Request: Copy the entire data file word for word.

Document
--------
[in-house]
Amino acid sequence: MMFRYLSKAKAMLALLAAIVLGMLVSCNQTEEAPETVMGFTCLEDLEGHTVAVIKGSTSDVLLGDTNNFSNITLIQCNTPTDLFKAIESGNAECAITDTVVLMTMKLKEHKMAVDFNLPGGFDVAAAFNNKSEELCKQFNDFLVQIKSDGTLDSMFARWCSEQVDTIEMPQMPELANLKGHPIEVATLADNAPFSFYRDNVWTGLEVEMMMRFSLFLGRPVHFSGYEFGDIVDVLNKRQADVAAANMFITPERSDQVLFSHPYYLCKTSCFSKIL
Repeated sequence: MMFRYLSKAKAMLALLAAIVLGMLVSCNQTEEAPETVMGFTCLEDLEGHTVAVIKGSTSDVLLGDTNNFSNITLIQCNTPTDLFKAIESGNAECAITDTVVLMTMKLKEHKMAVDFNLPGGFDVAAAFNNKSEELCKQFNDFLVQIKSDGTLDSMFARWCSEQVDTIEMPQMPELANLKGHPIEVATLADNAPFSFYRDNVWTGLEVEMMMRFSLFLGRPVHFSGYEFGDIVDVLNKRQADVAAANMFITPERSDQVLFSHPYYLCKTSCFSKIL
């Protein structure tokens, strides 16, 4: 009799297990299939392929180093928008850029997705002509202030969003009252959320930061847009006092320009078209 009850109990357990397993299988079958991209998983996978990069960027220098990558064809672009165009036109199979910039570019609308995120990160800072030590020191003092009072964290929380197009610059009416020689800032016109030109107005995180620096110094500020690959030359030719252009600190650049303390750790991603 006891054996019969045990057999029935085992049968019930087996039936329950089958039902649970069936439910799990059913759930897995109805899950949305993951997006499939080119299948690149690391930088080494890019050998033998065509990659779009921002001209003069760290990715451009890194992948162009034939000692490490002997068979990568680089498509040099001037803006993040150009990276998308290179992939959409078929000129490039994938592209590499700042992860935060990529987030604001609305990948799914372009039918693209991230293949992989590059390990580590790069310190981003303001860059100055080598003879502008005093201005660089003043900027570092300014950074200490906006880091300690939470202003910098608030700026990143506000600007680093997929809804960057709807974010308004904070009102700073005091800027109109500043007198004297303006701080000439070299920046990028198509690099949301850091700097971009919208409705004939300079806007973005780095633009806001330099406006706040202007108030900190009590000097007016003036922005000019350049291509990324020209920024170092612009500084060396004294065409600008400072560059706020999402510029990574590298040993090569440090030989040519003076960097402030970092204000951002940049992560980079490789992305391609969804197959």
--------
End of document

[in-house]
Amino acid sequence: MMFRYLSKAKAMLALLAAIVLGMLVSCNQTEEAPETVMGFTCLEDLEGHTVAVIKGSTSDVLLGDTNNFSNITLIQCNTPTDLFKAIESGNAECAITDTVVLMTMKLKEHKMAVDFNLPGGFDVAAAFNNKSEELCKQFNDFLVQIKSDGTLDSMFARWCSEQVDTIEMPQMPELANLKGHPIEVATLADNAPFSFYRDNVWTGLEVEMMMRFSLFLGRPVHFSGYEFGDIVDVLNKRQADVAAANMFITPERSDQVLFSHPYYLCKTSCFSKIL
Repeated sequence: MMFRYLSKAKAMLALLAAIVLGMLVSCNQTEEAPETVMGFTCLEDLEGHTVAVIKGSTSDVLLGDTNNFSNITLIQCNTPTDLFKAIESGNAECAITDTVVLMTMKLKEHKMAVDFNLPGGFDVAAAFNNKSEELCKQFNDFLVQIKSDGTLDSMFARWCSEQVDTIEMPQMPELANLKGHPIEVATLADNAPFSFYRDNVWTGLEVEMMMRFSLFLGRPVHFSGYEFGDIVDVLNKRQADVAAANMFITPERSDQVLFSHPYYLCKTSCFSKIL
């Protein structure tokens, strides 16, 4: 009799297990299939392929180093928008850029997705002509202030969003009252959320930061847009006092320009078209 009850109990357990397993299988079958991209998983996978990069960027220098990558064809672009165009036109199979910039570019609308995120990160800072030590020191003092009072964290929380197009610059009416020689800032016109030109107005995180620096110094500020690959030359030719252009600190650049303390750790991603 006891054996019969045990057999029935085992049968019930087996039936329950089958039902649970069936439910799990059913759930897995109805899950949305993951997006499939080119299948690149690391930088080494890019050998033998065509990659779009921002001209003069760290990715451009890194992948162009034939000692490490002997068979990568680089498509040099001037803006993040150009990276998308290179992939959409078929000129490039994938592209590499700042992860935060990529987030604001609305990948799914372009039918693209991230293949992989590059390990580590790069310190981003303001860059100055080598003879502008005093201005660089003043900027570092300014950074200490906006880091300690939470202003910098608030700026990143506000600007680093997929809804960057709807974010308004904070009102700073005091800027109109500043007198004297303006701080000439070299920046990028198509690099949301850091700097971009919208409705004939300079806007973005780095633009806001330099406006706040202007108030900190009590000097007016003036922005000019350049291509990324020209920024170092612009500084060396004294065409600008400072560059706020999402510029990574590298040993090569440090030989040519003076960097402030970092204000951002940049992560980079490789992305391609969804197959």